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A CLSID is a globally unique identifier that identifies a COM class object. If your server or container allows linking to its embedded objects, then you need to register a CLSID for each supported class of objects. The CLSID is stored under the following registry key:


The CLSID value specifies a name that can be displayed in the user interface. The CLSID value contains information used by the default COM handler to return information about a class when it is in the running state. To obtain a CLSID for your application, you can use CoCreateGuid. The CLSID is a 128-bit number, spelled in hexadecimal format, within a pair of braces.

The following table shows the named values for the HKEY_LOCAL_MACHINE\SOFTWARE\Classes\CLSID\{CLSID} key.

Value : type Description

\< CLSID > = HumanReadableName

A globally unique identifier (GUID) used to map information about a component class. The value entry specifies a human readable name that can be displayed in the user interface.

COM uses the information mapped by the CLSID to locate and create an instance the object associated with the CLISID.

\AppID = <CLSID>

Associates an application identifier (AppID) with a CLSID.

\AutoConvertTo = <CLSID>

Specifies the automatic conversion of a given class of objects (ClsidOld) to a new class of objects (pClsidNew). The value entry contains the class identifier of the object to which a given object or class of objects should be converted.

This key is typically used to automatically convert files created by an older version of an application to a newer version of the application.

\AutoTreatAs = <CLSID>

Automatically sets the CLSID for the TreatAs key to the specified value. The value entry specifies the CLSID that will automatically be assigned to the TreatAs entry.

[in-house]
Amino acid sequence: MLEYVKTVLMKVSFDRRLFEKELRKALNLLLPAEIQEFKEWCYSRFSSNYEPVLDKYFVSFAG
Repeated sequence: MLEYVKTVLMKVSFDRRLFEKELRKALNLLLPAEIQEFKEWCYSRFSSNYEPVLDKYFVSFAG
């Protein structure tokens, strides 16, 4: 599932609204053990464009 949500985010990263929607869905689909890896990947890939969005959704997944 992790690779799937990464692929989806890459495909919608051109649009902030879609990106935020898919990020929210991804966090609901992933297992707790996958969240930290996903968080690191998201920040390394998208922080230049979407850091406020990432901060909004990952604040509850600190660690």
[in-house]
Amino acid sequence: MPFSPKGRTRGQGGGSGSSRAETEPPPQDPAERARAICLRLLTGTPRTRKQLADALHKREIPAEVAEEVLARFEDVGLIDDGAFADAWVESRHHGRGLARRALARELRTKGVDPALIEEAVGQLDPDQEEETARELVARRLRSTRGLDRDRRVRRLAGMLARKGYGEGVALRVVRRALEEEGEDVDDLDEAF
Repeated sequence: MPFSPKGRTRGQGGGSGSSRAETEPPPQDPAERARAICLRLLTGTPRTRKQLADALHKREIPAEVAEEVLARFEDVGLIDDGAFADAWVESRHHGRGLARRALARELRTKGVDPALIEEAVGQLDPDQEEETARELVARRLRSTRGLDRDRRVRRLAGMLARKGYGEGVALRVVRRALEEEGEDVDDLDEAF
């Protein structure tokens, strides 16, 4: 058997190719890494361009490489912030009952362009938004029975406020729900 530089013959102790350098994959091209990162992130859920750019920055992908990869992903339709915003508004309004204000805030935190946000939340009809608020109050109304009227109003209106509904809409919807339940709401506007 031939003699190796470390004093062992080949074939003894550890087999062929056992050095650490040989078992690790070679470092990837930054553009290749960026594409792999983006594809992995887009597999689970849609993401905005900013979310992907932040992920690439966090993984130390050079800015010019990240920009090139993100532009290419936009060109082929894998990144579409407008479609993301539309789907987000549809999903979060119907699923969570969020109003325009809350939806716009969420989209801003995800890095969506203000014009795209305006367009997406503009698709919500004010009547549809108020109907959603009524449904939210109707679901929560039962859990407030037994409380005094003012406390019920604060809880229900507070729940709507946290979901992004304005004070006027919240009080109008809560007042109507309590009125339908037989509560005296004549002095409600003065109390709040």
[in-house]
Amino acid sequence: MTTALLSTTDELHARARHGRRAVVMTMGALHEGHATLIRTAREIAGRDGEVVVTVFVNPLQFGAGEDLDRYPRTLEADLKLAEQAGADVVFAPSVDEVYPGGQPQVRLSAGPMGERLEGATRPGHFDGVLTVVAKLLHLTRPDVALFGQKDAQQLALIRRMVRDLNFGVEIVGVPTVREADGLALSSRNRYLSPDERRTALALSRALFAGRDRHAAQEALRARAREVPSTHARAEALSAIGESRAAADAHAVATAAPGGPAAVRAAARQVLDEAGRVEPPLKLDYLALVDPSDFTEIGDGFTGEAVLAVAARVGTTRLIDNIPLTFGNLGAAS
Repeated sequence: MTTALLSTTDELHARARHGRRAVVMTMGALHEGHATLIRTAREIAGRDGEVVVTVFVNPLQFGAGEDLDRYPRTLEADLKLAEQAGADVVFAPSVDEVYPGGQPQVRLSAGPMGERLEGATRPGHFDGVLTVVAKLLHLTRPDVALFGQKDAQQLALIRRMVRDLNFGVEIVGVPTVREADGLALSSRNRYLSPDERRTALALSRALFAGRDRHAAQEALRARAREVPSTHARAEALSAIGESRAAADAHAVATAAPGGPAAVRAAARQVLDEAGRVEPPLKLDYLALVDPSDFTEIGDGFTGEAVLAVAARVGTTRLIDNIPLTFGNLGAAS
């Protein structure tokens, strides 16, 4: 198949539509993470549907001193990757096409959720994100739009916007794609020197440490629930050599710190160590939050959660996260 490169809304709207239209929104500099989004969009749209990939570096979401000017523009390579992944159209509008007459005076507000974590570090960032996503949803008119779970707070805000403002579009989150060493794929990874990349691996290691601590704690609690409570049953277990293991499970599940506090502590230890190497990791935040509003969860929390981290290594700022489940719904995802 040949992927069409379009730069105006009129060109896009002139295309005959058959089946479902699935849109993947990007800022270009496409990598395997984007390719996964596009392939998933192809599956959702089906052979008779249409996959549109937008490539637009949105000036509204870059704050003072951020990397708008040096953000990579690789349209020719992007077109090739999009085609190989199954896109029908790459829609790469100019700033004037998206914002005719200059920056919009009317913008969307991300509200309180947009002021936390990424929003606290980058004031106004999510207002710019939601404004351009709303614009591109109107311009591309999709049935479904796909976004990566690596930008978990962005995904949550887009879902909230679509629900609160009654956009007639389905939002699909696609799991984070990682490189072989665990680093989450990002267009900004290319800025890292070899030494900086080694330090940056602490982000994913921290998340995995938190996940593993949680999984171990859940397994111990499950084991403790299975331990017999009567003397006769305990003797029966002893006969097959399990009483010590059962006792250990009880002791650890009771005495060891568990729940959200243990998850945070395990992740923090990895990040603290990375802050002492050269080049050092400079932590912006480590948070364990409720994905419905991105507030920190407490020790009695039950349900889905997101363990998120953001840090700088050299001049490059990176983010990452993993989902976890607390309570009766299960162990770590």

Identifies an object as an ActiveX Control. This optional entry is used by containers to fill dialog boxes. The container uses this named value to determine whether to include an object in a dialog box that displays ActiveX Controls. A control can omit this entry if it is only designed to work with a specific container and thus does not need to be inserted in other containers.

\DefaultIcon = < full path to exe, resource id>

Provides default icon information for iconic presentations of objects. This value specifies the full path to the executable name of the object application and the resource index of the icon within the executable.

DefaultIcon identifies the icon to use when, for example, a control is minimized to an icon. This entry contains the full path to the executable name of the server application and the resource index of the icon within the executable. Applications can use the information provided by DefaultIcon to obtain an icon handle with the ExtractIconEx function.

The following code example shows the settings for this value:

\DefaultIcon = c:\samp\isvrotl.exe,0 

\InprocHandler32 = < handler.dll >

Registers a 32-bit handler DLL. This value specifies the custom handler used by the application.

If a custom handler is not used, the entry should be set to OLE32.DLL, as shown in the following example.

\InprocHandler = ole32.dll 

If a container is searching the registry for an InprocHandler, the 16-bit version has priority with a 16-bit container, and the 32-bit version has priority with a 32-bit container.

\InprocServer32 = <path to 32-bit inproc server>\ThreadingModel = <threading model>

Registers a 32-bit in-process server DLL and specifies the threading model of the apartment the server can run in.

The <path to 32-bit inproc server> value specifies the path to the 32-bit in-process server.

The <threading model> value specifies the threading model of the apartment the server can run in. In-process servers are loaded into an existing apartment and so do not call CoInitialize or CoInitializeEx; they must use the registry to specify an application's threading model. Allowable values are:

  • ThreadingModel=Apartment. Single-threaded apartment.
  • ThreadingModel=Both. Single-threaded or multithreaded apartment.
  • ThreadingModel=Free. Multithreaded apartment.
  • ThreadingModel=Neutral. Neutral apartment (available in Windows 2000).

If the ThreadingModel key is not in the registry or no value is entered for it, the server is loaded into the first apartment that was initialized in the process. This apartment is sometimes referred to as the main single-threaded apartment (STA). If the first STA in a process is initialized by COM, rather than by an explicit call to CoInitialize or CoInitializeEx, it is called the host STA. COM creates a host STA, for example, if an in-process server to be loaded requires an STA but there is currently no STA in the process.

The ThreadingModel value must be the same for all objects provided by an in-process server.